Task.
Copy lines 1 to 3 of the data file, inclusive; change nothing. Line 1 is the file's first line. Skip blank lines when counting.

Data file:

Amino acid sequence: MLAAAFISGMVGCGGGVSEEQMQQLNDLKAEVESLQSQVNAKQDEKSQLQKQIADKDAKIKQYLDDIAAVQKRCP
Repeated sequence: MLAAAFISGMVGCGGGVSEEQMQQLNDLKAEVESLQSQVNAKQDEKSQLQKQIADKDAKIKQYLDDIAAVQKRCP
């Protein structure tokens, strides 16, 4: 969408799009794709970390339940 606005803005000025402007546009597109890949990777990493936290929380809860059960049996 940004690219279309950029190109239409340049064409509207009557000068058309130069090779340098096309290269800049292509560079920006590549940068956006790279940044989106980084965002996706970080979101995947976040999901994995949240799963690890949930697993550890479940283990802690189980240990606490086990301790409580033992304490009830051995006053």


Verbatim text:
Amino acid sequence: MLAAAFISGMVGCGGGVSEEQMQQLNDLKAEVESLQSQVNAKQDEKSQLQKQIADKDAKIKQYLDDIAAVQKRCP
Repeated sequence: MLAAAFISGMVGCGGGVSEEQMQQLNDLKAEVESLQSQVNAKQDEKSQLQKQIADKDAKIKQYLDDIAAVQKRCP
């Protein structure tokens, strides 16, 4: 969408799009794709970390339940 606005803005000025402007546009597109890949990777990493936290929380809860059960049996 940004690219279309950029190109239409340049064409509207009557000068058309130069090779340098096309290269800049292509560079920006590549940068956006790279940044989106980084965002996706970080979101995947976040999901994995949240799963690890949930697993550890479940283990802690189980240990606490086990301790409580033992304490009830051995006053």